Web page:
6. Wow, as good as Lawrie is that is a tough offer to turn down. I definitely thought the return for Pineda would be someone a lot closer to Lawrie’s level than Montero who doesn’t have a position.

    I wonder if AA countered with D’Arnaud? I’d think at least some people would value D’Arnaud as a better return than Montero. I think I would have done that deal.

  7. Since the Rolen trade, third base has been a question mark. There are no other 3B prospects in the Jays system. The system is rich with pitching. The hole made by Lawrie’s departure would be much harder to fill than the one that still exists without Pineda in the rotation. Also, Pineda is essentially Brandon Morrow 2.0. He has 2 pitches, swing and miss stuff, and is a flyball pitcher. It seems to have taken time for Morrow to make the adjustment to a starter’s strategy, I think facing the BoSox and Rays a whole bunch will make Pineda look like less of an ace than he did in Seattle.

  8. It’s not worth filling a hole by creating another one.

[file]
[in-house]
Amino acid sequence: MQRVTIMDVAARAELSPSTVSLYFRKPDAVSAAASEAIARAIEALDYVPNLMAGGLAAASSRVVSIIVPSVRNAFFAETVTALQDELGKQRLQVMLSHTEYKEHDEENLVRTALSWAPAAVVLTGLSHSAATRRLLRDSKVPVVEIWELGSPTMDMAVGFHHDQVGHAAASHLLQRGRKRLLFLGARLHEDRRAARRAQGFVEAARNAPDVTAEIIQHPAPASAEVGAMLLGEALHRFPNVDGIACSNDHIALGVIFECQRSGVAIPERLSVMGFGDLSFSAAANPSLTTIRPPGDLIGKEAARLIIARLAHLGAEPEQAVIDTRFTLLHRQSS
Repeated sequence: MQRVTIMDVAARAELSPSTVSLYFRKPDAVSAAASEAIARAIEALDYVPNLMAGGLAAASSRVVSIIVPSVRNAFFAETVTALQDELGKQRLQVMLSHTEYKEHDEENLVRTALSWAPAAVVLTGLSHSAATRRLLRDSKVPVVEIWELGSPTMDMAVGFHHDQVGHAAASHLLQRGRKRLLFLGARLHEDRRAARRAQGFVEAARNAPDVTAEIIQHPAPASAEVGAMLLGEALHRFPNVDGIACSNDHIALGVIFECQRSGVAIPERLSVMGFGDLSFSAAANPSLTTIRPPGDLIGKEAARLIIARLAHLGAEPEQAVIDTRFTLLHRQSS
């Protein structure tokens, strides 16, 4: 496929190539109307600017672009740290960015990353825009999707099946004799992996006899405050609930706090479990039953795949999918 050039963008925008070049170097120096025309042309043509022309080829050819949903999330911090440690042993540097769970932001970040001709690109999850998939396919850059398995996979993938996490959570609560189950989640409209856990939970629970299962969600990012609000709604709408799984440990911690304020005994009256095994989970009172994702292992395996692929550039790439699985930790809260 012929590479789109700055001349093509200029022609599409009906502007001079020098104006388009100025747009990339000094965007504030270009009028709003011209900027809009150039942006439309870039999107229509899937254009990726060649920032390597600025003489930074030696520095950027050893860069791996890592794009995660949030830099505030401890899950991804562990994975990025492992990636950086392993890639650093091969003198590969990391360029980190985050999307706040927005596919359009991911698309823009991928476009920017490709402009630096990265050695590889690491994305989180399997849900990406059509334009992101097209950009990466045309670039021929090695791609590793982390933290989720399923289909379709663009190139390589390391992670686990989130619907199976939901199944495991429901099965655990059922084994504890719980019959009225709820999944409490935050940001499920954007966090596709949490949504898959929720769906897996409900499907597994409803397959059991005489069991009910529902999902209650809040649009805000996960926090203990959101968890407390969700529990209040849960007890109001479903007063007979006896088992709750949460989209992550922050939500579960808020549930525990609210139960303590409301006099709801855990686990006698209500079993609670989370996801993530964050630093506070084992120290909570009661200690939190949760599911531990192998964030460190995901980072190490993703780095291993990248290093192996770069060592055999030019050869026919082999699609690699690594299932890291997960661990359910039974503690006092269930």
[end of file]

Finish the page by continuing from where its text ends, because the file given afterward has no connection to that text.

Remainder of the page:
9. Anyone that says Pineda is Morrow2.0 does not know a thing about baseball

  10. I’m glad the trade didn’t go donw. As much as a front line consisting of Romero-Pineda-Morrow would be we would essentially getting something we have tons of in the minors. Lots of pitchers with plenty of team control who have tons of upside. Difference is we only have to wait a year or two to really starting seeing the tree producing fruit. And really who wants to see EE back at third full time? Not me.

  11. Brandon Morrow – 179 IP, 10.19K/9, 3.46BB/9, 1.05HR/9, .299 BABIP, GB%36%, 3.53 xFIP, 3.4 WAR

    Michael Pineda – 171 IP, 9.11K/9, 2.89BB/9, 0.95HR/9, .258BABIP, GB%36%, 3.53xFIP, 3.4WAR

    Pineda is 23 and Morrow is 28 so obviously that is the BIG difference – but their numbers are REMARKABLY similar when you consider that Pineda was pitching in the AL West while Morrow pitched in the East. I’d still give the edge to Pineda – based on his age, but it isn’t a huge stretch to suggest that he’s very similar to Morrow. Who knows what will happen to Pineda pitching in the East. I would imagine he’ll struggle in the same ways as Morrow if he continues to throw limited groundballs. He’s a great pitcher, but considering the Jays lack of position prospects and the wealth of pitching prospects – that trade is a no-brainer of a no from my perspective. Intriguing though it may be.